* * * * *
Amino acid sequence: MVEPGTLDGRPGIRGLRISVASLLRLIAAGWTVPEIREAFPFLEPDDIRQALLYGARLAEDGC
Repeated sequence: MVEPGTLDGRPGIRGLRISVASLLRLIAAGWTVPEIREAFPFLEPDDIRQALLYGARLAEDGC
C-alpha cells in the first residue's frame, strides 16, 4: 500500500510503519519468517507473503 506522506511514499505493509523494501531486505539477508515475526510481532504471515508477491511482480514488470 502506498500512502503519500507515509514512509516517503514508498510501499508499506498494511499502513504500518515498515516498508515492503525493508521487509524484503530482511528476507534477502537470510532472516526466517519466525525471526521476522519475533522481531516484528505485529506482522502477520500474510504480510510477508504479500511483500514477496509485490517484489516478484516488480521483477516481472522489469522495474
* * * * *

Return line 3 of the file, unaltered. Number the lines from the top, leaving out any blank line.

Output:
C-alpha cells in the first residue's frame, strides 16, 4: 500500500510503519519468517507473503 506522506511514499505493509523494501531486505539477508515475526510481532504471515508477491511482480514488470 502506498500512502503519500507515509514512509516517503514508498510501499508499506498494511499502513504500518515498515516498508515492503525493508521487509524484503530482511528476507534477502537470510532472516526466517519466525525471526521476522519475533522481531516484528505485529506482522502477520500474510504480510510477508504479500511483500514477496509485490517484489516478484516488480521483477516481472522489469522495474